Hold the spam

As I’ve mentioned, I don’t get a ton of spam on Windows Live, but it does happen to me every once in a while. One way I personally combat it is to stay on top of my blog, guestbook, and profile note comments. Typically I check my recent comments every few days, and I can easily see and delete any spam comments (even for older blog posts) that I find there. In case I get busy and forget to check recent comments, I also have Windows Live Alerts configured to notify me via e-mail when I get new comments on my space. 

When I do occasionally find spam lurking amidst my legitimate comments, my process for reporting it is pretty simple:

  1. First open the spammer’s profile (click the user tile, right-click the View Profile link, and click Open in New Tab/New Window) to see the extent of his spamming activities. It’s helpful to open this link in a new tab/window, because when you’re finished reporting the spam, you can just close the tab and resume your activities. While you’re there, copy his profile’s URL (the http://cid.profile.live.com), which you’ll use when filing the report.

  2. Next, scroll to the bottom of the page, and click the Report Abuse link, which directs you to the support page and form for reporting the spammer to the Windows Live team. FYI, the link takes you to forms that collect different kinds of information depending on your context in Windows Live, so you’ll most likely want to use the link at the bottom of the Profile page, as opposed to the one in Groups, Hotmail, or somewhere else.

  3. Make sure that the E-mail Support form has properly captured your name and e-mail address, paste in the profile URL of the spammer, choose Spam as the type of abuse and Comments as the location. In your comments, clearly indicate that the user has posted what you consider to be spam in your blog comments, and request the team look at his profile for further evidence of his activity. Complete the CAPTCHA and click Submit.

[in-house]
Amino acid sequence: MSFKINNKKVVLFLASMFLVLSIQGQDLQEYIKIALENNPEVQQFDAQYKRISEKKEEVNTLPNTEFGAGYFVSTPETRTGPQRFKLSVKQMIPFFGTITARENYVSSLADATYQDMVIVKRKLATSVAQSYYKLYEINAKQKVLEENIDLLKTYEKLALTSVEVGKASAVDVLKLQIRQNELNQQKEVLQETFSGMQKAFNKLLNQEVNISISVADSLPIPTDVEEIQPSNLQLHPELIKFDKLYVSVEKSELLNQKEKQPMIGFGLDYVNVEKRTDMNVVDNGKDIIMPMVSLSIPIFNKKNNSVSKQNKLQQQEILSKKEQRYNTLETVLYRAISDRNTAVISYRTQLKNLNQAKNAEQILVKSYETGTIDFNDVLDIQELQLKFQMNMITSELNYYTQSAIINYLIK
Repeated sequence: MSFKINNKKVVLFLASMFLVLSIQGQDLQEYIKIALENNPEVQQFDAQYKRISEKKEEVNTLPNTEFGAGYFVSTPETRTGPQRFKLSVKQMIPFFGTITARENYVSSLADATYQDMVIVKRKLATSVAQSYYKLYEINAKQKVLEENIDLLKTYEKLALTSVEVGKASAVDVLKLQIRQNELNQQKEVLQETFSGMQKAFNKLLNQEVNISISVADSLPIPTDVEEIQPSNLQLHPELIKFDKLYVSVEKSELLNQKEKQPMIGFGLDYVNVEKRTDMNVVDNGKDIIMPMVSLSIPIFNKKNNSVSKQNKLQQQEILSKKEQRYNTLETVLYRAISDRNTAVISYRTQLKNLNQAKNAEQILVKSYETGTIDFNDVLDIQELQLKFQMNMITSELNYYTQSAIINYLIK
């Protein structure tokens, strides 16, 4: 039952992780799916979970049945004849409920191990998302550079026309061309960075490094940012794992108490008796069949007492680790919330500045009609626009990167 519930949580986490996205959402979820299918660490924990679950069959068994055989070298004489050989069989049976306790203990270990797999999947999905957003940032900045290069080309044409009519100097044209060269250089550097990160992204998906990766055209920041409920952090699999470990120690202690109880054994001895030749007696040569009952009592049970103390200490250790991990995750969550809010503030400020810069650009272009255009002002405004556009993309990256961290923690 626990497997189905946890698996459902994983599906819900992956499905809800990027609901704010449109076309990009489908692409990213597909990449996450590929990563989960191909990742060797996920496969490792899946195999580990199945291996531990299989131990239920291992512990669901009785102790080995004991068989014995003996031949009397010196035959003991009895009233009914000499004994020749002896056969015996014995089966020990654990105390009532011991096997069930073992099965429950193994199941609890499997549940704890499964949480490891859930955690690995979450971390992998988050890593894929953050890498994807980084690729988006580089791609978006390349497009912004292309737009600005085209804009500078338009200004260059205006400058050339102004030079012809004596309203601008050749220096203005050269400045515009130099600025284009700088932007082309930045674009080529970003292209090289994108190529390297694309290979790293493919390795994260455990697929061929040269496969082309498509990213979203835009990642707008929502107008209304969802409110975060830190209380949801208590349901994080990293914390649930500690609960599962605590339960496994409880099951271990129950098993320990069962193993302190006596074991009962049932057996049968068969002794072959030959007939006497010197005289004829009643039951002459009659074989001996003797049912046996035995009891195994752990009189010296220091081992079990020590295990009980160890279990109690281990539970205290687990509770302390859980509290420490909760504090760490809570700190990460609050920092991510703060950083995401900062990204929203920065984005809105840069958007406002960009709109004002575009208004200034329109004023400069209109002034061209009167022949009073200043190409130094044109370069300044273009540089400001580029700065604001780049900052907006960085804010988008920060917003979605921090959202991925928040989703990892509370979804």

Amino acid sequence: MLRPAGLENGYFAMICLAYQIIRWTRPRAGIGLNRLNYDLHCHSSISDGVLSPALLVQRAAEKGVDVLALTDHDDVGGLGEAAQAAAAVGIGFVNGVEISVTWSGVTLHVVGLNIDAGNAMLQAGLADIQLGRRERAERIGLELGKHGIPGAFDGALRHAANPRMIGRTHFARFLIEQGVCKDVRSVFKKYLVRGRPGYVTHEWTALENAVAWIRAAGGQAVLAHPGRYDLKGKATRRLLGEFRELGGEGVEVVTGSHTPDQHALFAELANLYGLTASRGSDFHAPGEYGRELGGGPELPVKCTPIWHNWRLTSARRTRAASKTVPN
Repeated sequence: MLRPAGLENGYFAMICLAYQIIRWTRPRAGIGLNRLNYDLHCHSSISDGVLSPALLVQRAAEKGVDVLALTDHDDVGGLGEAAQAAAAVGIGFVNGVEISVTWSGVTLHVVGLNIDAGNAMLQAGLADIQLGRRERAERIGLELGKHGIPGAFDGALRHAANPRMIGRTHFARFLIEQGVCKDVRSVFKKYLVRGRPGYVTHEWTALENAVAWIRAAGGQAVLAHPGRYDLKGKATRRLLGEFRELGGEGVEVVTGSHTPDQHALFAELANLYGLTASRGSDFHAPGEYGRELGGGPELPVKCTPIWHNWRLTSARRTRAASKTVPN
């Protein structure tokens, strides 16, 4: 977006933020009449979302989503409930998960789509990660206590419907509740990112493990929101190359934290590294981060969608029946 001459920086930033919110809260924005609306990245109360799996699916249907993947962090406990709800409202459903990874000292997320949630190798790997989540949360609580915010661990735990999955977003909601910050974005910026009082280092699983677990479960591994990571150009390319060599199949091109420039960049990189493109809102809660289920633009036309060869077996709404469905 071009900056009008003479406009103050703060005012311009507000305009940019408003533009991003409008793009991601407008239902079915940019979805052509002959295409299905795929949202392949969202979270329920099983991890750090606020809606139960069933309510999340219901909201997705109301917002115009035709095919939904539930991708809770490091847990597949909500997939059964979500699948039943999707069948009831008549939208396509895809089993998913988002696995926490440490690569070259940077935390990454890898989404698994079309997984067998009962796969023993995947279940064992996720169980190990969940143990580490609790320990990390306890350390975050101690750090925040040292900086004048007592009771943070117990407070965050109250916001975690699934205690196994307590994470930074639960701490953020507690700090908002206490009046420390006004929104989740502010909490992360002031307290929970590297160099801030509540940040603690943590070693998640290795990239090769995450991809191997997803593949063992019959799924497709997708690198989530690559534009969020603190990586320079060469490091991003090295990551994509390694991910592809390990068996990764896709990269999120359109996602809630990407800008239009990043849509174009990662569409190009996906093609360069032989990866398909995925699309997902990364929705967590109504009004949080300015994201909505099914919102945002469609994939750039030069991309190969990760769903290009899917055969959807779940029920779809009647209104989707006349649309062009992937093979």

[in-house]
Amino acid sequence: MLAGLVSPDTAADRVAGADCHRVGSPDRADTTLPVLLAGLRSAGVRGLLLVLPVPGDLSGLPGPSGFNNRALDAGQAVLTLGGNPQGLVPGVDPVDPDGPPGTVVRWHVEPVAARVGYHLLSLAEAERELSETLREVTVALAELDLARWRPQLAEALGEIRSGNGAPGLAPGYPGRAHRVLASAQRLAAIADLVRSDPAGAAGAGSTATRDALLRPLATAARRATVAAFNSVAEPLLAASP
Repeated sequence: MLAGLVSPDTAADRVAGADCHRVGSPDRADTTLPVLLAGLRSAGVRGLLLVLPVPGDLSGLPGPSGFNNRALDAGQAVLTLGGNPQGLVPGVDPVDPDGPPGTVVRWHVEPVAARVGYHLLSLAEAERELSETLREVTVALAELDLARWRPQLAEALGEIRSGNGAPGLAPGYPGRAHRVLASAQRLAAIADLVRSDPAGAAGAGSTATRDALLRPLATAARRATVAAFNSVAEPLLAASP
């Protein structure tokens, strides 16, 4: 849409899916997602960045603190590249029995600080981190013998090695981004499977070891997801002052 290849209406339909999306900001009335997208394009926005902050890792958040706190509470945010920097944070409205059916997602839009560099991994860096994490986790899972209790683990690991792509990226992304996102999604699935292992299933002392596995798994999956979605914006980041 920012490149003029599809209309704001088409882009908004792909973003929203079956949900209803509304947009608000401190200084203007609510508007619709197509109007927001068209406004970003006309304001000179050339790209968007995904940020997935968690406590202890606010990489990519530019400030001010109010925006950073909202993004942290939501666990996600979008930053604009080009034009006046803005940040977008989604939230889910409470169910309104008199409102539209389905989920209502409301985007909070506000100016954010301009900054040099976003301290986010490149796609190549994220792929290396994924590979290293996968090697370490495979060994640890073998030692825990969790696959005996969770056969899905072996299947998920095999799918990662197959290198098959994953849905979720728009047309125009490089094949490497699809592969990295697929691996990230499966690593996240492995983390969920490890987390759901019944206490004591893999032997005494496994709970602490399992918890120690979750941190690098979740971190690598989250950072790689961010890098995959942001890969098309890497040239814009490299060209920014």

4. Finally, return to the original page and clean the spam off of your blog, notes, guestbook. There’s a handy Delete link below each comment so you can make quick work of it. Remember to report the spammer before you delete the spam; otherwise you’ll have a difficult time finding the offender to report him.

If you follow these important steps, you can ensure that the support team has the information they need to take action. In the end, we’ll help each other by minimizing the impact of spam throughout Windows Live. Feel free to leave your comments below (no spam, please). Wink

– Greg

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8 thoughts on “Hold the spam

  1. I’ve also used screen capturing programs like Jing/Snag-IT to take screenshots of the web address and email them back with these.

  2. A Windows Live Support team member contacted me the other day. He has told me they are working on the situation. We’ve sent several emails back and forth, and he acknowledges that there is a problem with the way spam reports are handled. They just changed things three weeks ago when they added Spam to the pulldown, but they still send the automatic responses. I’ve convinced him that they do NOT need any more info about a spammer than the profile. I’ll be giving updates in the Spam discussion in ATL as they come. Stay tuned. X

  3. I hope Live does something soon about all this spam we’ve been seeing in our blog comments. It’s gotten to the point that I’m hesitating to respond to my email alerts about new post comments because too often it is just span rather than a legitimate comment. Please Live Support fix the problem quickly.

  4. Well, I woke up this morning to the worst spamming I’ve ever received on Windows Live. I must’ve manually deleted almost 100 individual spam comments from my blog posts, dating as far back as 2006. The best comparison I can offer is it’s like having some teenagers roll your house on Halloween night. It’s a huge mess to clean up the next day, but the most important thing is to get it off as quickly as possible. It turns out that two profiles (which I’ve since reported) were responsible for all the tomfoolery.Hey, here’s a couple of follow-up tips to make cleaning large amounts of spam easier. First, use the blog summary view. It allows you to quickly see and delete multiple (spam) comments at once for up to 20 blog posts without a lot of page reloads. Second, on the summary page, expand the comments links from the bottom up, because there’s less scrolling that way. Third, check each comment as you make your way back down the page. Finally, scroll back to the top of the page and click Delete Selected Comments.

  5. One other quick (quicker) was flush out your spam is to log into your blog using the mobile version of Spaces. It makes the process of purging all the junk comments very quick. From reading your blogs for so long I’m sure you were already aware of this little trick.

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